I have done as promised and created an initrd.bin that folks can use for whole disk installs of OpenBSD.
OK, the details of the project... there is a lengthy readme.txt file included and you MUST read it but the most important highlight is DON'T use this if you don't want your WHOLE Z to be BSD only. Also DON'T use it if you are paniccy about your ability to restore your Z (including repartitioning the hard drive back).
Here is the readme.txt file from the archive... I have blanked out an important region so that people don't skip reading it when they download the installation.
The actual link to the archive is http://zaurus.daemons.gr/openbsd
Installing OpenBSD on the WHOLE disk of an SL-C3000
This is ONLY for whole disk OpenBSD installs... if you aren't prepared to lose the entire contents of your Zaurus including the ability to boot into Qtopia/pdaXrom or whatever you have installed then do NOT proceed.
Furthermore, it is possible to recover the Zaurus into the original state but it isn't trivial. I include a good working copy of fdisk for the Zaurus (without the bugs that show false paritition entries) that may be used to repartition your disks before installing a default distribution and for your reference the original partition table of an SL-C3000 looks like this...
Device Boot Start End Blocks Id System
/dev/hda1 1 204 102784+ 83 Linux
/dev/hda2 205 1020 411264 83 Linux
/dev/hda3 1021 7936 3485664 c FAT32
Complete instructions for recovery of the Zaurus to original state may be obtained from the www.oesf.org forums, please familiarise yourself with these and be confident that you can follow these instructions before you proceed.
If you have read all this so far then the files within this archive should be renamed as follows before proceeding. <BLANKED OUT, READ THE README FROM THE DISTRIBUTION ARCHIVE>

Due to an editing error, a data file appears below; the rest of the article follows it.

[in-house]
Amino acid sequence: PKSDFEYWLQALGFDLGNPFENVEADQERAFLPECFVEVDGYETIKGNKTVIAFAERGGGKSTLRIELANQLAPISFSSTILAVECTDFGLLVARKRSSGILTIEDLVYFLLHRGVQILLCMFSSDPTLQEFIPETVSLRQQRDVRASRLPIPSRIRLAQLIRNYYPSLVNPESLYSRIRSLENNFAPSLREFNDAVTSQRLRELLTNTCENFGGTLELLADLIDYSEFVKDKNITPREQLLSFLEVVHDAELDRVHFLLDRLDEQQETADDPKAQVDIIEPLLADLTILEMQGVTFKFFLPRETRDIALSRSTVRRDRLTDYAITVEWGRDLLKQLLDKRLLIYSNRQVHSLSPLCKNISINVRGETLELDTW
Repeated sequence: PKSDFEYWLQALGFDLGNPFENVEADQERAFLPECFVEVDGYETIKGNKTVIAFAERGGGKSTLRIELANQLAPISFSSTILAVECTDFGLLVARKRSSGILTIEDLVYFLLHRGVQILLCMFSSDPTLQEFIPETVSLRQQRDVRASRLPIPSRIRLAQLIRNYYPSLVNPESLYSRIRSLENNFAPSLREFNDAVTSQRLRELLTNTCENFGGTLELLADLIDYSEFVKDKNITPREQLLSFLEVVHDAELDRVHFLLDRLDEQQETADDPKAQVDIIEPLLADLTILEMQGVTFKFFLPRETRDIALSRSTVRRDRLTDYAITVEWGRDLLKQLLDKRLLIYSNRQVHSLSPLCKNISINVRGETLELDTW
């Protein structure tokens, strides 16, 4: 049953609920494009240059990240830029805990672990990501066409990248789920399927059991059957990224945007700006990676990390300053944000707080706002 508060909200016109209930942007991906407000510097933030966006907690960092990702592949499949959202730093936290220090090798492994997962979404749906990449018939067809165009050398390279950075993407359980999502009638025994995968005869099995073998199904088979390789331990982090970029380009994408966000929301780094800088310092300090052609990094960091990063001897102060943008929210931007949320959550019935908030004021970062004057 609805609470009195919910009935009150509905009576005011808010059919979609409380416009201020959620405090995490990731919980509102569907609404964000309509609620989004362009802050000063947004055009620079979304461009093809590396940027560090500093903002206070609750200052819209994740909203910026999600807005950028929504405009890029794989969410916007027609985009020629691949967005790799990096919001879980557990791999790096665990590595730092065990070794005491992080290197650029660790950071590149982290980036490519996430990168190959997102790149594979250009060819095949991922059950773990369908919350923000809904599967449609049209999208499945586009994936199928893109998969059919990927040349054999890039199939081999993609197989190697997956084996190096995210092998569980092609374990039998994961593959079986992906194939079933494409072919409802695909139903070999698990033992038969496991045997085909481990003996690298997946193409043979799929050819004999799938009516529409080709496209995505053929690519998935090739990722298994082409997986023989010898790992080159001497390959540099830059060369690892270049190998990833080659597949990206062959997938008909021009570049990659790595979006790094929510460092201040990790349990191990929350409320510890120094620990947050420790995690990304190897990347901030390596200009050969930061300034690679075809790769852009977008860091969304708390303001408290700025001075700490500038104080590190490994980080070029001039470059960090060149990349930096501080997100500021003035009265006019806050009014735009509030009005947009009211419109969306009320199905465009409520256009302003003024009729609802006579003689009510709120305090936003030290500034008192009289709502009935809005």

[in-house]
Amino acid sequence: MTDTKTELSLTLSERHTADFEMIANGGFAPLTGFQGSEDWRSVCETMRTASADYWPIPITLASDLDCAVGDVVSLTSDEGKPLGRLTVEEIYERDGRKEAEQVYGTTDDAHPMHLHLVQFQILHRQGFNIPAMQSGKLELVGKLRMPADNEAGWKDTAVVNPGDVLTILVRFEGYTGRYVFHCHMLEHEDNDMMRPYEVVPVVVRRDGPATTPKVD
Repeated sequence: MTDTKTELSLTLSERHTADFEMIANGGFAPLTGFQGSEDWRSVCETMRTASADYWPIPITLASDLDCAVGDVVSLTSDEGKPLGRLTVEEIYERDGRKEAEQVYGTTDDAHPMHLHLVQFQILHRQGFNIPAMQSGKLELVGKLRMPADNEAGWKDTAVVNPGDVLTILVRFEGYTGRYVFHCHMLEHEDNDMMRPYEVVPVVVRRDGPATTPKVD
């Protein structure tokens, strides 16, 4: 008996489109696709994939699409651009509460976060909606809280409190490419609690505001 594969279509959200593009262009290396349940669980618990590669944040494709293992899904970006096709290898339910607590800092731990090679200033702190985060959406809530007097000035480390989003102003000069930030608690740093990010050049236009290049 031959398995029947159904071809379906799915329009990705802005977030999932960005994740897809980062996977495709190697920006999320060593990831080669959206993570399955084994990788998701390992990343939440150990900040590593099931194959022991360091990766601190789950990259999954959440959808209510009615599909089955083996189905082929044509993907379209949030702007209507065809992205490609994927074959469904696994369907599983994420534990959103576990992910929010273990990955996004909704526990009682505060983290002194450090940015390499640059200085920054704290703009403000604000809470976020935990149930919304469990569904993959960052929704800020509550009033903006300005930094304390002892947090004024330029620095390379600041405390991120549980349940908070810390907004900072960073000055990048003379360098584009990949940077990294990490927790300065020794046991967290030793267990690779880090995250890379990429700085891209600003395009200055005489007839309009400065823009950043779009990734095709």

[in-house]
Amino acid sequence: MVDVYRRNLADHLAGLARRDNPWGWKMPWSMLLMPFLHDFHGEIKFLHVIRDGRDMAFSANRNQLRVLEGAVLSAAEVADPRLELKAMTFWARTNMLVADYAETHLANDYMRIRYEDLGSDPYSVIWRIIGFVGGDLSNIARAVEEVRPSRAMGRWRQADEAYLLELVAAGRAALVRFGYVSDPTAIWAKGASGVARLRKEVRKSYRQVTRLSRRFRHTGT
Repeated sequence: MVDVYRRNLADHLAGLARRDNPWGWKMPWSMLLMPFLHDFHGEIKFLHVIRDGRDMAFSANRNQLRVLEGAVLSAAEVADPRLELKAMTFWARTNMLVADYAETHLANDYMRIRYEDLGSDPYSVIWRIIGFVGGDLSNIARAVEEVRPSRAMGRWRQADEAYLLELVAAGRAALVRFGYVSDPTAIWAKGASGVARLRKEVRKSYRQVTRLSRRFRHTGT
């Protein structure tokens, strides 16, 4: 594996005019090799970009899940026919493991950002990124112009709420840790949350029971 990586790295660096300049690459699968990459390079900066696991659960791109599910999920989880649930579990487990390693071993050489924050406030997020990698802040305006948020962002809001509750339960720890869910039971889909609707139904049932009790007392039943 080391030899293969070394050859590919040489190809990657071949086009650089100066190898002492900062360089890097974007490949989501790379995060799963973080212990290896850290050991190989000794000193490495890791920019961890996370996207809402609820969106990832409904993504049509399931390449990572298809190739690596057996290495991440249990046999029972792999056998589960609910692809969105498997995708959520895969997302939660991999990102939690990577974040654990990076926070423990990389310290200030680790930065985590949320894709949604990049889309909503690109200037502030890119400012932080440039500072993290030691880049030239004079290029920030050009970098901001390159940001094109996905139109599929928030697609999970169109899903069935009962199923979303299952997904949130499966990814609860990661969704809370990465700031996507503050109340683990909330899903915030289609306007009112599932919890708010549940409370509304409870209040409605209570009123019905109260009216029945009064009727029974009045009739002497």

Note for Step 3 you will need to have copies of the zbsdmod.o and bsd.rd from the OpenBSD distribution that you wish to use. The versions installed on the initrd.bin are from the 16 January 2006 snapshot.
*Step 1, complete the flash installation process*
This will put a Linux kernel onto the SL-C3000 that is patched to allow us to see the boot process.
It will also replace the flash based root filesystem with one that initialises the Microdrive and then starts the OpenBSD boot sequence using the module zbsdmod.o and the boot program zboot from the /bsd directory on flash.
If the boot sequence fails for any reason you will be given a busybox shell that you may use to correct script based errors.
Note that this small version of Linux is not running an SD Manager and only runs cardmgr -o (run and terminate) to initialise the Microdrive so if you wish to copy files to the flash partition you may wish to consider using the Emergency boot Linux as described in the next steps.
*Step 2, Entering the Emergency boot Linux (required to install)*
i. Remove power and battery from the SL-C3000.
ii. Leaving the Battery Cover OFF, return the battery cover lock to the LOCKED position.
At this point examine the battery compartment. On the edge that is closest to Zaurus Logo are a set of slots where the battery cover 'keys into' when closed.
If you look at the slot that sits almost exactly vertically central of the whole Zaurus (not the compartment) you will notice that there is a reset button. Do NOT press it just yet.